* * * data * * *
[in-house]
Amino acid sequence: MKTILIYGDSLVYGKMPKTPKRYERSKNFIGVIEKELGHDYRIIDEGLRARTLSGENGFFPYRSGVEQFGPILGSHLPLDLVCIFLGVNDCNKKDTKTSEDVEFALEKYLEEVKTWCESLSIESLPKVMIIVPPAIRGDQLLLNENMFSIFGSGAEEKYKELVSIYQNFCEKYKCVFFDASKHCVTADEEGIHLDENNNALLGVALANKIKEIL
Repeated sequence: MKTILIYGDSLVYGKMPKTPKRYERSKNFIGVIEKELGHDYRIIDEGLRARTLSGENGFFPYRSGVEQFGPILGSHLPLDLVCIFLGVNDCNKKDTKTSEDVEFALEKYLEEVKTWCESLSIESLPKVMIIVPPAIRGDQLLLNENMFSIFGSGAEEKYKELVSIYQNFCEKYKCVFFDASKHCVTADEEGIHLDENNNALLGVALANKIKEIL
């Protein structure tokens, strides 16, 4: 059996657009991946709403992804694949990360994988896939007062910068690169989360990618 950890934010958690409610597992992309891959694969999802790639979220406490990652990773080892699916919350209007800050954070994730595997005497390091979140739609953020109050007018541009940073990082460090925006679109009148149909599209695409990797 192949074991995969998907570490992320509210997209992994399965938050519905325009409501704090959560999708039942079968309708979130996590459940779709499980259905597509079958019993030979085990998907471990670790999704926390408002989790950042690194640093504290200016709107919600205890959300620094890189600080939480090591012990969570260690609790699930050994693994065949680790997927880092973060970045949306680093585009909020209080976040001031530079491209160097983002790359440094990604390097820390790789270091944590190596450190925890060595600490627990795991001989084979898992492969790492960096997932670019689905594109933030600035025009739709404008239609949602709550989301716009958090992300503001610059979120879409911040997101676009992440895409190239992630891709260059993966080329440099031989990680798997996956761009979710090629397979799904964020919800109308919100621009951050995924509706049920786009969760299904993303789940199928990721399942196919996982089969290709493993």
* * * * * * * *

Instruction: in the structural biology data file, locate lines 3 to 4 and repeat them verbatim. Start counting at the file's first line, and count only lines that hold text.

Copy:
Repeated sequence: MKTILIYGDSLVYGKMPKTPKRYERSKNFIGVIEKELGHDYRIIDEGLRARTLSGENGFFPYRSGVEQFGPILGSHLPLDLVCIFLGVNDCNKKDTKTSEDVEFALEKYLEEVKTWCESLSIESLPKVMIIVPPAIRGDQLLLNENMFSIFGSGAEEKYKELVSIYQNFCEKYKCVFFDASKHCVTADEEGIHLDENNNALLGVALANKIKEIL
């Protein structure tokens, strides 16, 4: 059996657009991946709403992804694949990360994988896939007062910068690169989360990618 950890934010958690409610597992992309891959694969999802790639979220406490990652990773080892699916919350209007800050954070994730595997005497390091979140739609953020109050007018541009940073990082460090925006679109009148149909599209695409990797 192949074991995969998907570490992320509210997209992994399965938050519905325009409501704090959560999708039942079968309708979130996590459940779709499980259905597509079958019993030979085990998907471990670790999704926390408002989790950042690194640093504290200016709107919600205890959300620094890189600080939480090591012990969570260690609790699930050994693994065949680790997927880092973060970045949306680093585009909020209080976040001031530079491209160097983002790359440094990604390097820390790789270091944590190596450190925890060595600490627990795991001989084979898992492969790492960096997932670019689905594109933030600035025009739709404008239609949602709550989301716009958090992300503001610059979120879409911040997101676009992440895409190239992630891709260059993966080329440099031989990680798997996956761009979710090629397979799904964020919800109308919100621009951050995924509706049920786009969760299904993303789940199928990721399942196919996982089969290709493993």